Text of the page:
The Stanford Initiative to Cure Hearing Loss (SICHL) is at the forefront of curing hearing loss. The goal of SICHL is to devise treatments that repair the damaged inner ear and restore lost hearing, quiet tinnitus, and improve balance.

SICHL is building a new paradigm of progress through partnerships and collaboration, coupled with breakthrough science and brilliant problem-solving. It will reinforce the back- and-forth dynamic of translational medicine with one concentrated focus: to find a way to cure—and prevent—hearing loss.

Private philanthropy is essential to realize this mission. Recent reductions in federal funding opportunities means that private support plays a more critical role than ever before. Visionary donors can help create a world where hearing loss will no longer place limits on the lives of countless individuals and families who are effected each year. Gifts at every level enhance Stanford’s ability to advance hearing research and move towards the ultimate goal of curing most major forms of hearing loss, via regenerative efforts.

Every gift helps SICHL recruit and retain the best and the brightest scientists and clinicians, and enables them to conduct the most innovative research in a collaborative and interdisciplinary environment. In this way, donors join with Stanford to fight against one of the largest causes of disability in the world today.

Seed grant funds provided by donors are an important part of moving new research forward. These internal grants fuel pilot projects that can prove our innovative approaches. Gifts for seed grants can be leveraged to garner long-term federal grant support.

Recent SICHL seed grant donor and hearing health advocate Shari Eberts shares her story with us. Below, Shari tells how she became an advocate for hearing health and why she was drawn to support hearing research at Stanford by becoming involved with the Grillet laboratory:

Shari EbertsMy father had hearing loss, as did his mother. It was genetic and got passed on to me in my mid-20s. I was reluctant to accept it. I had watched hearing loss tear apart my father’s life – leading to problems at work, social isolation and sadness. I was terrified that my life would be the same. So I hid it, ignoring my hearing loss and hoping it would go away. It did not. In fact, it got worse, and I was forced to get hearing aids. But I hated to wear them. I was scared and ashamed. I hid them as best I could and never mentioned them.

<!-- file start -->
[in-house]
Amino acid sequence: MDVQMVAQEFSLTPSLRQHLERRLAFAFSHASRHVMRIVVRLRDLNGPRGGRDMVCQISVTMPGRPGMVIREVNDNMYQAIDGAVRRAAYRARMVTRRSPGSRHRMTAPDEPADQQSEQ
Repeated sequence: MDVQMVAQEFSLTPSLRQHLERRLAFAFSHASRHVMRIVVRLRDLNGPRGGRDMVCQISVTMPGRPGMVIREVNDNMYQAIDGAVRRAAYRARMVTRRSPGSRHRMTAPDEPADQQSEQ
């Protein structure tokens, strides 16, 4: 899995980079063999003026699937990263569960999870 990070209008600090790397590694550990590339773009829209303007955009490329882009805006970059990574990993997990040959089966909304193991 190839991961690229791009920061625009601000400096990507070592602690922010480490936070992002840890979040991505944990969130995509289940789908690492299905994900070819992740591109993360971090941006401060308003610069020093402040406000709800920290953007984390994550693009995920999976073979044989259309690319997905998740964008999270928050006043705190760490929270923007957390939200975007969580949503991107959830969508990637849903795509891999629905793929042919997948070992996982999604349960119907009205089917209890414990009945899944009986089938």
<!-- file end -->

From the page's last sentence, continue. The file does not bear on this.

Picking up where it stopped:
But then I had children and everything changed. My hearing loss is genetic so I worry that I may have passed it onto them. Since it is adult-onset, we won’t know for 15 years or so. I saw them watching me hide my hearing loss and knew I was passing on a legacy of stigma and shame. This was not something I wanted to do. I needed to accept my hearing loss. So I did.

I have not looked back and am now active as a hearing health advocate. I serve on the board of two leading hearing loss organizations – Hearing Health Foundation and Hearing Loss Association of America. I also write a weekly blog at www.LivingWithHearingLoss.com, where I share the ups and downs of my life with hearing loss and provide tips for living better. I hope that by sharing my story, I will inspire others to live more comfortably with their own hearing loss.

Supporting scientific research about hearing loss is very important to me. Only through research, will scientists discover new ways to prevent, treat and cure hearing loss for the more than 50 million Americans that suffer from it. Most of this research is focused on regenerating the delicate hair cells of the inner ear that are damaged through noise induced hearing loss or aging. So when I came across Nico’s work (on Facebook of all places!) on the genetic predispositions and causes of hearing loss, I was intrigued.